MyCockpit.org is proud to join hands with none other than Nico Kaan. Nico, is a reputed 767 home cockpit builder. He has a unique 767 Cockpit. Besides this has been serving the community with his amazing utilities such as Lekseecon, FSCONV.
Nico Kaan's software, tutorials will now be exclusively available on Mycockpit.org and also Nico Kaan will also provide support to members in an exclusive Mycockpit.org forum.
We are excited to welcome Nico Kaan to the Mycockpit.org team.
More on what Nico Kaan has to say.
Nico Kaan writes..................................
I’m 56 years old/young and live in The Netherlands together with my wife. My passion for flight simulators started long ago but became much stronger when the 767 Pilot in Command was released back in 2001. At that time I started to build a home cockpit.
The interfacing had to be done sending keys because that was the only way forward in these days, except for a few FSUIPC offsets. A working CDU based on a 5 inch Black and White TV and 69 push buttons was my first accomplishment. I was as happy as a child with this CDU and discovered all corners of the 767 FMC while flying on the VATSIM network.
Some time later Wade Chafe and his team released the Level-D 767 for FS2004 with a software development kit (SDK). It was the first, and so far the only, add-on for Microsoft Simulator that delivered an SDK. A wealth of digital interfacing possibilities, as well states as controls, became available!
While I’m educated in software engineering I wrote a C++ program that connected the SDK with a new range of FSUIPC offsets, kindly provided by Peter Dowson, just for the Level-D 767. This freeware program, called FSCONV, is still in use these days, in particular by commercial add-ons like It’s Your Plane and Flight Deck Companion.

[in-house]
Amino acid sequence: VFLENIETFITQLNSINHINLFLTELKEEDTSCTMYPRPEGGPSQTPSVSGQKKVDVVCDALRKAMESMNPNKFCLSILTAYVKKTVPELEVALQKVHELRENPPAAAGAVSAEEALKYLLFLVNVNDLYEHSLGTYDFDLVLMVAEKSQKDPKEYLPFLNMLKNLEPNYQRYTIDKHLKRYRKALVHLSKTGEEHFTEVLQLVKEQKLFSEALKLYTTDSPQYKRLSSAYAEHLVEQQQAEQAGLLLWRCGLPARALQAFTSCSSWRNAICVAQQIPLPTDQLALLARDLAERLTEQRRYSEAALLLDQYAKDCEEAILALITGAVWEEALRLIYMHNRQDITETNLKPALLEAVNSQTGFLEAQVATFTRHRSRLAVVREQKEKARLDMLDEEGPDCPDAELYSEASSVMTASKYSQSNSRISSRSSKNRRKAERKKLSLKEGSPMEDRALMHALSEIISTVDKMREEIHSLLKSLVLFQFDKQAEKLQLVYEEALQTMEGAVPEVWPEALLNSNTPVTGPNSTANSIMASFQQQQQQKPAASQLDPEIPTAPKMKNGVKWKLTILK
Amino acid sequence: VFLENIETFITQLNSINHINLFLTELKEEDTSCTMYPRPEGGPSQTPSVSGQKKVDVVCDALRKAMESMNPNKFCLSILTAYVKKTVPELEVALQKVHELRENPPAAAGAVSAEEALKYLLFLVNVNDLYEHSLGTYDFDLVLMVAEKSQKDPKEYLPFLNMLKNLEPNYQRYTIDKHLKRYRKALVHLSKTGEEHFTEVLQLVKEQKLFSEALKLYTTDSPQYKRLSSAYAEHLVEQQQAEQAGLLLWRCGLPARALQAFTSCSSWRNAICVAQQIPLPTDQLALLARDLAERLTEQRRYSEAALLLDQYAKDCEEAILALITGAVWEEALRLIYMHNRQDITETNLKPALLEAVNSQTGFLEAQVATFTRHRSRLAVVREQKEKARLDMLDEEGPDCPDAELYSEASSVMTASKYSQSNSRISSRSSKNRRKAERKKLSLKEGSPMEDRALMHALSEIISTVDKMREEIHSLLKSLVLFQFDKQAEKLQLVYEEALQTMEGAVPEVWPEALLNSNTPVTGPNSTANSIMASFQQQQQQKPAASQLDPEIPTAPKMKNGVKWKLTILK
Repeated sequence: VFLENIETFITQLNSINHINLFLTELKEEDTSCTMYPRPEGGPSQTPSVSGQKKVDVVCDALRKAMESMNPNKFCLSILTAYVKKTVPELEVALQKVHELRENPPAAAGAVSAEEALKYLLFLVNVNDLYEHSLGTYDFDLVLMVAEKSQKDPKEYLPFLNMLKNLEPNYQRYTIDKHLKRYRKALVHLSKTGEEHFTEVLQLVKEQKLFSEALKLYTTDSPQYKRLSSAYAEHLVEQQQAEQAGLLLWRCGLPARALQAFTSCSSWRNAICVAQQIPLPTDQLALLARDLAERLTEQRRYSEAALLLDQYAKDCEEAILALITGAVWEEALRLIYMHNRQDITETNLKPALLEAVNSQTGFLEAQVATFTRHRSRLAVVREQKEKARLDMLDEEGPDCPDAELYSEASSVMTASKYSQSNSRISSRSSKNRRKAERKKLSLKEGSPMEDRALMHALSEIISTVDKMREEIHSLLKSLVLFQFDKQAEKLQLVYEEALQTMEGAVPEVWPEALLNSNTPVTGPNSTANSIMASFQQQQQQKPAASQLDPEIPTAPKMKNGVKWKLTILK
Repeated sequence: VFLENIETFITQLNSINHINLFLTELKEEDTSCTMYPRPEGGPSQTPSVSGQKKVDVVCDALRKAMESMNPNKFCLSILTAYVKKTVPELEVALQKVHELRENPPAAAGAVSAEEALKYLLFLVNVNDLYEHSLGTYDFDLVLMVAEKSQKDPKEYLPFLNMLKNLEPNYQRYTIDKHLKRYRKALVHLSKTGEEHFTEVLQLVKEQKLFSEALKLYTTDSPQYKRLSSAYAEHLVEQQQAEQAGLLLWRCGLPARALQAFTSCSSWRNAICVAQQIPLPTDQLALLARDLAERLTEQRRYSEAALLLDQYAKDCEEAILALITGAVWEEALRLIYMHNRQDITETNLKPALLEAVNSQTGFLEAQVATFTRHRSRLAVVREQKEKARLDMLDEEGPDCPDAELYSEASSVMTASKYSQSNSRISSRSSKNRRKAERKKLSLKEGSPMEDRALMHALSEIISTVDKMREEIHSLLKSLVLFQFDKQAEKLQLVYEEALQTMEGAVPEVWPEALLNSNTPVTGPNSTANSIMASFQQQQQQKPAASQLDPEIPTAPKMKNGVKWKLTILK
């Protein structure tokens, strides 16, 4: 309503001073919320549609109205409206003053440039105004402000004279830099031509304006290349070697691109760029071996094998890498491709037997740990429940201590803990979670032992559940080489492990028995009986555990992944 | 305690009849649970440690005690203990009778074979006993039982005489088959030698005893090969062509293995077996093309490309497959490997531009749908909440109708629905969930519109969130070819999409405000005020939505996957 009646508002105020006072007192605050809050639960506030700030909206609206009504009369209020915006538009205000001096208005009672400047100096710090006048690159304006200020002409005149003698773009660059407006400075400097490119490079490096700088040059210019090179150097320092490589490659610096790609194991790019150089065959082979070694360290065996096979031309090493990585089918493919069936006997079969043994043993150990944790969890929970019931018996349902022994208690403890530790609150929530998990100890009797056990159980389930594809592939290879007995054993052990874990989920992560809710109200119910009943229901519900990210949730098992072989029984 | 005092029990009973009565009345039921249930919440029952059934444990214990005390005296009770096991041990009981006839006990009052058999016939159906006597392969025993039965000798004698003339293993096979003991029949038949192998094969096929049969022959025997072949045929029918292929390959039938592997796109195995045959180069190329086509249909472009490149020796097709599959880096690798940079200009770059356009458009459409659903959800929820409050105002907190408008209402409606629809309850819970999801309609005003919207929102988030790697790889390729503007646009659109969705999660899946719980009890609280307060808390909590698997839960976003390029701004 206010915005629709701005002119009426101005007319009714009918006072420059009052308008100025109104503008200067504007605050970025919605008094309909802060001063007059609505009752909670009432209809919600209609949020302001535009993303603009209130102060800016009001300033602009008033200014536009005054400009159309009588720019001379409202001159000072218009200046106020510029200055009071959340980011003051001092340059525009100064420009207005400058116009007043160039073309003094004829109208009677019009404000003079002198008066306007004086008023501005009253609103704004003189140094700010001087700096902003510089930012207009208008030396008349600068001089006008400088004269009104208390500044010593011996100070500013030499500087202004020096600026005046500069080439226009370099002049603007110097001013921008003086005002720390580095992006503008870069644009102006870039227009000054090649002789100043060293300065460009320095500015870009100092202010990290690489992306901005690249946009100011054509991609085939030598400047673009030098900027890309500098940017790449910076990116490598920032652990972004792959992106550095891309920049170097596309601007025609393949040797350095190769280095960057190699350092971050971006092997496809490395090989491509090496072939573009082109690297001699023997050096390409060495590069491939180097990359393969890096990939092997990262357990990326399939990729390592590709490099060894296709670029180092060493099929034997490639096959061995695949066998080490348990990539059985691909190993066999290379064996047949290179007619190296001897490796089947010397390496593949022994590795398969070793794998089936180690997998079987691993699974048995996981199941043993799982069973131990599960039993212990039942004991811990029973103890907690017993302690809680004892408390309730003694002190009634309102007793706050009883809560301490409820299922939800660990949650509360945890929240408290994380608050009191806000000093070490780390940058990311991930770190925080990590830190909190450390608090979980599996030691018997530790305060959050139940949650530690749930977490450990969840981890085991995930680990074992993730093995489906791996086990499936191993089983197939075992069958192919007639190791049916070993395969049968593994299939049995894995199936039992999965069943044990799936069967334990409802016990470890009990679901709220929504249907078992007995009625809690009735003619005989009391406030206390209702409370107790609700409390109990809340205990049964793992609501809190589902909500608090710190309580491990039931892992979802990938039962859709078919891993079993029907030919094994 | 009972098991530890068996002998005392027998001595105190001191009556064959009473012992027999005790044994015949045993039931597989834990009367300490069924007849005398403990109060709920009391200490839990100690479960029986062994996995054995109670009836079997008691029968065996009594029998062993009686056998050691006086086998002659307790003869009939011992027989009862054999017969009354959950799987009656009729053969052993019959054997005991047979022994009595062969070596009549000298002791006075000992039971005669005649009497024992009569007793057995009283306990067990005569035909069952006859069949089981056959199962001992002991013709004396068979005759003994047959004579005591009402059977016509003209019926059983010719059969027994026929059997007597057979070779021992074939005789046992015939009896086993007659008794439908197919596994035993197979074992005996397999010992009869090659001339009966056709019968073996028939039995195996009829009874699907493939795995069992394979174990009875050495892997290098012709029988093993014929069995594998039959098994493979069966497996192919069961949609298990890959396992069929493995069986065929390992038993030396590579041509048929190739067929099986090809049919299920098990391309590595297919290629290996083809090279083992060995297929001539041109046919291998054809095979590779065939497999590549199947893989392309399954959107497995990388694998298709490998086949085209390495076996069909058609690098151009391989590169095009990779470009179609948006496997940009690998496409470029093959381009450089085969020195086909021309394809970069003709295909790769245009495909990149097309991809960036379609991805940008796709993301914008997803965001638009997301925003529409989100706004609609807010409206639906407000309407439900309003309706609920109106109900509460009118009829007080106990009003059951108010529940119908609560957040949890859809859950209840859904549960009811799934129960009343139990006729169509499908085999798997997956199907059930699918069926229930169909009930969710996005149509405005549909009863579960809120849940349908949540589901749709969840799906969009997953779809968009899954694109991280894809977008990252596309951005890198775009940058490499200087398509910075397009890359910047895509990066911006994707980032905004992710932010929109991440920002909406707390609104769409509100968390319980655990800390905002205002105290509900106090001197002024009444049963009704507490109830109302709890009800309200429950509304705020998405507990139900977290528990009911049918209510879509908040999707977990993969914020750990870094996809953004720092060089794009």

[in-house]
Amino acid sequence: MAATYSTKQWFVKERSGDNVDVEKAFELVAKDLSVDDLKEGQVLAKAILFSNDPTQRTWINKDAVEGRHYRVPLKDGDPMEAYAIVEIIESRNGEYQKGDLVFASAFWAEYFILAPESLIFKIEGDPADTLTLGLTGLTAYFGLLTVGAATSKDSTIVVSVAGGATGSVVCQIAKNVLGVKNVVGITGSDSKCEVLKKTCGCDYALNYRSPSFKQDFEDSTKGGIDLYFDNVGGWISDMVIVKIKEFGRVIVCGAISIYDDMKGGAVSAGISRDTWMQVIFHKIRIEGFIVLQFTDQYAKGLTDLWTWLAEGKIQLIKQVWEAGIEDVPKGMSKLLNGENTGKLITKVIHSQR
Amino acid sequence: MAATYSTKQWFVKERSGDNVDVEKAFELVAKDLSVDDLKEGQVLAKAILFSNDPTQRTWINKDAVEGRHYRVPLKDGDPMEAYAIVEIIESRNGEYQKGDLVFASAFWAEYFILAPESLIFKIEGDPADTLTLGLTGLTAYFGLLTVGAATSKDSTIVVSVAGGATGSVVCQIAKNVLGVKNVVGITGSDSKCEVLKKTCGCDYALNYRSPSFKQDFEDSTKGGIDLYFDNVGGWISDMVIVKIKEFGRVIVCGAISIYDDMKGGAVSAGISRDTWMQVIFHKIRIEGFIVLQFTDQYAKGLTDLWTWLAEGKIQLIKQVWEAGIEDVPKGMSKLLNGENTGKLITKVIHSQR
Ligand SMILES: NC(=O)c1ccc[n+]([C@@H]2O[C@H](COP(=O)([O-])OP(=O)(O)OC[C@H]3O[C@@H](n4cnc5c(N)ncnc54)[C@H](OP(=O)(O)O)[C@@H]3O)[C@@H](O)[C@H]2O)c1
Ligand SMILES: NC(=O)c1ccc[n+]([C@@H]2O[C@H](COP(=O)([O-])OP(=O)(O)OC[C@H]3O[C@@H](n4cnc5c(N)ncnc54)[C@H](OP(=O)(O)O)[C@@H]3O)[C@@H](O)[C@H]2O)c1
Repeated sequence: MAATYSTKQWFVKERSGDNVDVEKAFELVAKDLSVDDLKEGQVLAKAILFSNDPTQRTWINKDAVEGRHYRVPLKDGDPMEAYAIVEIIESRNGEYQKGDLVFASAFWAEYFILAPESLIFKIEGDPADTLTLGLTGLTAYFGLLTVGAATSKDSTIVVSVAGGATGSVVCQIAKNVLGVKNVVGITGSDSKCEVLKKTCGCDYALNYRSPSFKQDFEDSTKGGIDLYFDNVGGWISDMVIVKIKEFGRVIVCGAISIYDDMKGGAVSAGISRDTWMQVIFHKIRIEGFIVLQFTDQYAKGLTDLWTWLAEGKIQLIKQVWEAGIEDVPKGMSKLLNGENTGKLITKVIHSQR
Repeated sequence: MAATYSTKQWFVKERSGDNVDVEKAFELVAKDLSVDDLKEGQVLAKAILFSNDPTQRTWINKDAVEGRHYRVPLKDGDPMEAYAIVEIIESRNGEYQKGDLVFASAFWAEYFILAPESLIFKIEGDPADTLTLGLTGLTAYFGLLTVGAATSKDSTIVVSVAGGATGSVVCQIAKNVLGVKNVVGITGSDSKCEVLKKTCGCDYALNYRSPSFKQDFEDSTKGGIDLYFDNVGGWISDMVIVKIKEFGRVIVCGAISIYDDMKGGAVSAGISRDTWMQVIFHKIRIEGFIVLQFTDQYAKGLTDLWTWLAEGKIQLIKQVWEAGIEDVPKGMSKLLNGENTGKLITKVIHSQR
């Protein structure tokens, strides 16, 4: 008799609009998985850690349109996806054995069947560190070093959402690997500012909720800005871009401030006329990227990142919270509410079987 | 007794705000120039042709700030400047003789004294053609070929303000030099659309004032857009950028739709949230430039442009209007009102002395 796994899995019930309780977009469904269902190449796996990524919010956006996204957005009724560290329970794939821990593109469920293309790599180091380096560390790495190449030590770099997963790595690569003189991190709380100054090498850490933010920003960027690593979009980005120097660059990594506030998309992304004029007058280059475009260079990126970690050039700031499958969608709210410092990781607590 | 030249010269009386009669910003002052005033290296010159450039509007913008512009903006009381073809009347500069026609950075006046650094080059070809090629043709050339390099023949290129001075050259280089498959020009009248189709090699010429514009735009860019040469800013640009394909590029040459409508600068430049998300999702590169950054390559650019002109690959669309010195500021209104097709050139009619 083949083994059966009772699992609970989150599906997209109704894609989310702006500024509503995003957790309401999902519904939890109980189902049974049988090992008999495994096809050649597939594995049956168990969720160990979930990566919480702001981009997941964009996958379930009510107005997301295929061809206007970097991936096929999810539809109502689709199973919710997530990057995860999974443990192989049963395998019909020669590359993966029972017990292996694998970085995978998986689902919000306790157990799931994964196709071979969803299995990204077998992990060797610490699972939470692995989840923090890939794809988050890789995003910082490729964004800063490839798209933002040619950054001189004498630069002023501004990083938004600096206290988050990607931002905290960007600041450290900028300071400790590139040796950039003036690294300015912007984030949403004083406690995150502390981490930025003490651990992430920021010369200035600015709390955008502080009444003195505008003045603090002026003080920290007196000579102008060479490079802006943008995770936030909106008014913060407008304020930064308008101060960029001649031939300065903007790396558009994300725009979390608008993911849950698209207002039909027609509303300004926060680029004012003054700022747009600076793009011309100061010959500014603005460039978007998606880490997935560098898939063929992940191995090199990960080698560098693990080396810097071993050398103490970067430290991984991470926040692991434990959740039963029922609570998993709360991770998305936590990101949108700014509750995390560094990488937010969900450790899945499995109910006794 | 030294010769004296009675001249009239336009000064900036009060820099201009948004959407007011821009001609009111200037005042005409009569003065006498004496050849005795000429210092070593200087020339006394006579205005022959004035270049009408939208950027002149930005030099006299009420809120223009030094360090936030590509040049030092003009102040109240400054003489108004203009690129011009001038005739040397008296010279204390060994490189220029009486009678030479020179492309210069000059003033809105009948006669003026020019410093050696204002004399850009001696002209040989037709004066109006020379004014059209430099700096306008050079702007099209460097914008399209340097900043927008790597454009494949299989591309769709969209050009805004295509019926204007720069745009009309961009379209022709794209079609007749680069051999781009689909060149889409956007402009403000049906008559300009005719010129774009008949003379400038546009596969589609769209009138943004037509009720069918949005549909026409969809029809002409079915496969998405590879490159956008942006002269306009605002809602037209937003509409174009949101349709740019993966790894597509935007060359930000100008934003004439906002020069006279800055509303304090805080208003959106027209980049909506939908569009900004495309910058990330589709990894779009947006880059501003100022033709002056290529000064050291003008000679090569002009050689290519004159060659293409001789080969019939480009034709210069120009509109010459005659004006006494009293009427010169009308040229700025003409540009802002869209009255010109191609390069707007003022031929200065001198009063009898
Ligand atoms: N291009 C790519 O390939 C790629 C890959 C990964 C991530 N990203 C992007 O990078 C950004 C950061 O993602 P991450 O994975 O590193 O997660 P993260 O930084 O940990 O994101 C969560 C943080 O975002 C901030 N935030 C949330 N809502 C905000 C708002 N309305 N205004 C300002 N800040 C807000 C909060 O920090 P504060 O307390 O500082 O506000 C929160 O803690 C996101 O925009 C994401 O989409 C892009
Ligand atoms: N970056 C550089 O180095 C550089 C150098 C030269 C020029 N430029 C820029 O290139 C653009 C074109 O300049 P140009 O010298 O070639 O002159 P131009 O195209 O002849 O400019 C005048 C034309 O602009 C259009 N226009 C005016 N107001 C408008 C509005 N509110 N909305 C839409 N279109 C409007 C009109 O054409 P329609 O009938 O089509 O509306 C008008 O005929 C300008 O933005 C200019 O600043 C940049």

My cockpit started to grow and I was looking for ways to control leds based on information in the flight simulator panel. I selected the Opencockpits MasterCard for that, and that turned out to be a very good choice. At first I programmed this card in a GUI like interface but after a while I discovered the power of another Opencockpits programming option, the SIOC programming system.
A guy in Austria (I forgot his name, but I’m still thankful for that) gave me the insight to use the IOCP protocol to connect to the SIOC system, and then the idea of lekseecon was born!
Lekseecon connects the SIOC system with the Level-D SDK and provides approximately 900 pre-defined SIOC variables representing the Level-D SDK. The beauty of lekseecon is that it does its job silently. While running in the background, it scans the SIOC file that you are going to run and it detects which pre-defined SIOC variables for the Level-D you are using in the SIOC script for your cockpit. Then it makes and maintains the connections between these variables and the SDK, no manual configuration actions needed.
Lekseecon is freeware if you download it from my site or from www.mycockpit.org, and it is in use all over the world. The most impressive cockpit built with lekseecon that I’ve seen so far is the cockpit of Ian Cameron (Featured builder January 2006)
My home (desk top based) ‘cockpit’ is quite different:
I’m not so good at mechanical and construction work, so the hardware in my cockpit is very basic. However, every switch, led, button, digit you see is working. It’s great flying with it!
Another interesting thing you might want to hear is that I’m one of the beta testers of the Level-D team, and fully prepared to start to work on a lekseecon version for the planned Level-D 757 for FSX…
Last year I met Matt Olieman at the FSWeekend in Lelystad. He’s a nice guy, so when I was wondering how to move forward with the forum at my website, I thought it would be better to move to www.mycockpit.org. This transfer relieves me from technical and maintenance and many more people may get to know about and benefit from lekseecon.
At this moment in time (April 2010) lekseecon has arrived at version 6.0; while it was first released in August 2007. The software package contains versions for the Level-D 767 in as well FS2004 as FSX. Its development has concluded; there are no known bugs pending. Also good to know: its CPU load can be neglected; it has no impact on your frames per second.
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